Even the airlines get hit with increasing charges. There’s no doubt that having a monopoly like Sydney Airport is good for its owners, but bad news for everyone else. Monopolies are good at raising prices and reducing service standards. That’s easy to do because they don’t have competition.
It’s no wonder therefore that Sydney Airport fights strenuously against any suggestion of a second airport. That would mean competition. It’s obviously a huge market failure when a monopolist is allowed to stop the entry of a competitor.
Now, interestingly, the owners of Sydney Airport have a first right of refusal on building a new second airport. In fact, they paid a lot of money for that privilege. As a result, Sydney Airport can effectively delay, if not, stop a potential competitor airport in the Sydney Basin. That means that a private business can delay or even stop a much needed infrastructure project that would benefit passengers, airlines and Sydney itself.
There’s certainly a market failure when a private business can delay or stop competition from an independently owned second Sydney airport. In fact, that may even amount to a possible misuse of market power under our competition laws. Where’s the ACCC when you need it?
With the ACCC Chairman, Rod Sims, recently getting excited about competition and productivity issues at Australian Ports, we can only hope Sims gets equally, if not more, excited about the need for a second Sydney Airport which would no doubt boost competition and productivity in the aviation market.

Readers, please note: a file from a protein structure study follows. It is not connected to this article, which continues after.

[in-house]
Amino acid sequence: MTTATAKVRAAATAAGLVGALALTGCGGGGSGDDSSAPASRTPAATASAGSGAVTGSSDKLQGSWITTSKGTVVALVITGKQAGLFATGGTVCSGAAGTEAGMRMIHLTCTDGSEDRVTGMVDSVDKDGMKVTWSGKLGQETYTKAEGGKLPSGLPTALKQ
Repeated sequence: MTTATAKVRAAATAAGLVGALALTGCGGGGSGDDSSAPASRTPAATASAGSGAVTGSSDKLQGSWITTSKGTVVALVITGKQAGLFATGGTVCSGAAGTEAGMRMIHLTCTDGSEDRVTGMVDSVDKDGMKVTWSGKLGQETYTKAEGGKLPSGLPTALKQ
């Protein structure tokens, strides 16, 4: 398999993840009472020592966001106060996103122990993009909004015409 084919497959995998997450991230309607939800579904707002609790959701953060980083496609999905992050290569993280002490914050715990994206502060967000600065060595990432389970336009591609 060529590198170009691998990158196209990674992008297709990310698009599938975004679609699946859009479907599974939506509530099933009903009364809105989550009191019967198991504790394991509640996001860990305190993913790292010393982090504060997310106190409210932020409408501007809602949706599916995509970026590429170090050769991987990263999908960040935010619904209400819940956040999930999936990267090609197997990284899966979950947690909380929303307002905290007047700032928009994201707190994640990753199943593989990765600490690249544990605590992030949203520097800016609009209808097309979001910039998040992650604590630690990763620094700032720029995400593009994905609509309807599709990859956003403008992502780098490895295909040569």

As we wait for Governments to get the backbone to deliver a second Sydney Airport we should also be thinking about other possible competitors to the existing Sydney Airport. Why don’t we do some serious thinking about a high speed rail link between Sydney and Canberra? In fact, why stop there? Why don’t we have a high speed rail link between Sydney and Melbourne that goes through Canberra?
That would be brilliant as that would solve many problems. First, there would then be a realistic and effective competitor to not only Sydney Airport, but also Canberra and Melbourne Airports. Second, given that Sydney to Melbourne is one of the busiest air routes in the world, moving passengers from the air to a high speed train would significantly reduce the number of flights in and out of Sydney Airport. That would free up lots of capacity at Sydney Airport and even delay the need for a Second Sydney Airport.
Finally, with strategically placed stations along the Sydney to Melbourne high speed rail line many New South Wales and Victorian regional centres could be serviced by a standard of railway that the Europeans have enjoyed for decades.
You would think that such a nation building exercise would be promoted by the New South Wales, Victorian, ACT and Federal Governments. But, inevitably such suggestions would bring out the friends and lobbyists of Sydney Airport and Qantas with all the types of self-interested arguments that the free market fundamentalists are best known for. It seems that monopolists and dominant players, as well as their supporters and apologists, don’t like the injection of competition.
Where’s the Federal Government when you need it to stand up to monopolists and dominant players? Meanwhile, Sydney is likely to get a second casino before it gets a second airport. It seems that the so-called high rollers can get a better deal than the millions of Sydney taxpayers that pay lots of taxes to the New South Wales and Federal Governments.